Managed funds performance tables tell a story, but it's a partial story. There's a lot they leave out.
And to be fair managed funds are complicated beasts. Take for example your typical Australian equities managed funds table: There will be columns of returns over one year, three years, five years and longer - and the returns will usually be after fees but not after tax.
Tax is an issue with all investments, but particularly with Australian equities, which have imputation credits included in their distributions.
Some funds actively target imputation credits and their managers are willing to give up potential but uncertain returns from capital gains in favour of the higher certainty associated with dividends and franking credits. These are particularly valuable in low tax environments such as superannuation or allocated pensions.
If imputation credits are not included in returns (and separately) it is hard to provide a comparison of total pre-tax returns. The ranking of product returns in the table could change dramatically.
Then there are capital gains. These are taxed when they are realised, meaning that in a distribution year the total realised gains are greater than realised losses (which includes any accumulated losses).
A high turnover strategy (in which individual shares are held for shorter amounts of time) will have a higher tax liability more than a low turnover strategy, since capital gain taxes are discounted when held for more than 12 months. But this discount has more of an effect on after tax returns the higher the tax rate.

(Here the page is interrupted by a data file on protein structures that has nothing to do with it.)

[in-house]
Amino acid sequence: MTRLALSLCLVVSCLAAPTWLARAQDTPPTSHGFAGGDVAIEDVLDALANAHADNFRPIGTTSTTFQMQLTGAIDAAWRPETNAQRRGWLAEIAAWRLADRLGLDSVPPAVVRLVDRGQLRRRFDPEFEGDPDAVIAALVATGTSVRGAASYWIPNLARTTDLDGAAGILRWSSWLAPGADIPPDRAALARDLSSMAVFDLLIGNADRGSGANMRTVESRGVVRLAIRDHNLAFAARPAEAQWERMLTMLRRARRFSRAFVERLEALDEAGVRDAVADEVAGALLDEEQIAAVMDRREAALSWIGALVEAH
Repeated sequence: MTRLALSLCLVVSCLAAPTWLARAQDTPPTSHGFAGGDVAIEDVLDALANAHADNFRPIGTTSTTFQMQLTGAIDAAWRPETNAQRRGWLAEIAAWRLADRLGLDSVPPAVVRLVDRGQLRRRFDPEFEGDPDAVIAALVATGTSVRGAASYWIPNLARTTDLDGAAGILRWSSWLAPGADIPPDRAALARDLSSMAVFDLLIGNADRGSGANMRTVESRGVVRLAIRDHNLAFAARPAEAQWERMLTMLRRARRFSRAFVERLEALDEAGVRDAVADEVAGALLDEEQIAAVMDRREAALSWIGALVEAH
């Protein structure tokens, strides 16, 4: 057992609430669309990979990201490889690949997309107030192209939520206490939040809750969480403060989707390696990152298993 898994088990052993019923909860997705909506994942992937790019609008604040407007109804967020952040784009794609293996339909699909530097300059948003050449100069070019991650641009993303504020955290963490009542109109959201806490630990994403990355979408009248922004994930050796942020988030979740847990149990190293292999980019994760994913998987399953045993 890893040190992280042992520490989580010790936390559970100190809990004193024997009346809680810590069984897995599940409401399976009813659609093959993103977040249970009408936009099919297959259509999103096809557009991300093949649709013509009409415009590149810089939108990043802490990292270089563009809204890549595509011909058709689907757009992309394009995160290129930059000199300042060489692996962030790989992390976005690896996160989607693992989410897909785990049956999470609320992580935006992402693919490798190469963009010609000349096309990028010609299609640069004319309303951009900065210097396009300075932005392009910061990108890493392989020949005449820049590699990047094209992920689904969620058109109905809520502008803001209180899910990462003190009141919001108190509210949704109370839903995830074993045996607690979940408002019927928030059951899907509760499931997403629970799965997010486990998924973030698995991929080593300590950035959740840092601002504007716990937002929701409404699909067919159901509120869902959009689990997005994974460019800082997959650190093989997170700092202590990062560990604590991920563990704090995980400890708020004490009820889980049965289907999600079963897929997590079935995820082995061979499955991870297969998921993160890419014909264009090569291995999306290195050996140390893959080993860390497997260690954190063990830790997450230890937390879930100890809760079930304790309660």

For a person holding their investments in an allocated pension there is no benefit to a low turnover strategy. They pay zero tax on realised capital gains, which means the discount means nothing to them.
This brings us to the concept of embedded capital gains and losses. Embedded gains may be realised and awaiting distribution, or they may be unrealised, in which case they are realised when the underlying securities are sold for higher than their purchase price. In either case an investor buying into a fund with embedded gains might also be buying into a potential tax liability in a situation where they haven't enjoyed the benefits. It's complicated, but getting a tax bill on gains you haven't enjoyed is, well, not enjoyable.
On the plus side (for new investors) there may be embedded capital losses. This occurs when securities are sold for less than their purchase price (a realised loss) or they have gone down in price from their purchase price.
Embedded losses hang around until the fund is wound up or they are netted out against gains. The important thing is that they can be of great benefit to new investors, particularly those on the highest rates of tax. Why? Because future realised gains must be netted against the losses before capital gains tax must be paid. This means there won't be any distributed capital gains until all the net losses are used up.
This helps in two ways. First, deferring tax has its own monetary benefit. Secondly, the investment may be realised in a future lower tax environment.
Finding funds with embedded losses is a bit of an art form. They are usually funds that were successful in terms of asset gathering but then suffered from net cash outflows brought on by underperformance during a market downturn.
This means that assets bought high were forcibly sold (on account of the outflows) at a loss in order to meet redemption requests, thus creating capital losses for the fund as a whole. As more outflows occur, the losses are concentrated among a smaller investor base. Strangely, investment managers are reluctant to advertise this benefit. Perhaps they are waiting until the fund is at the top of the pre-tax performance tables again. It's an easier sell.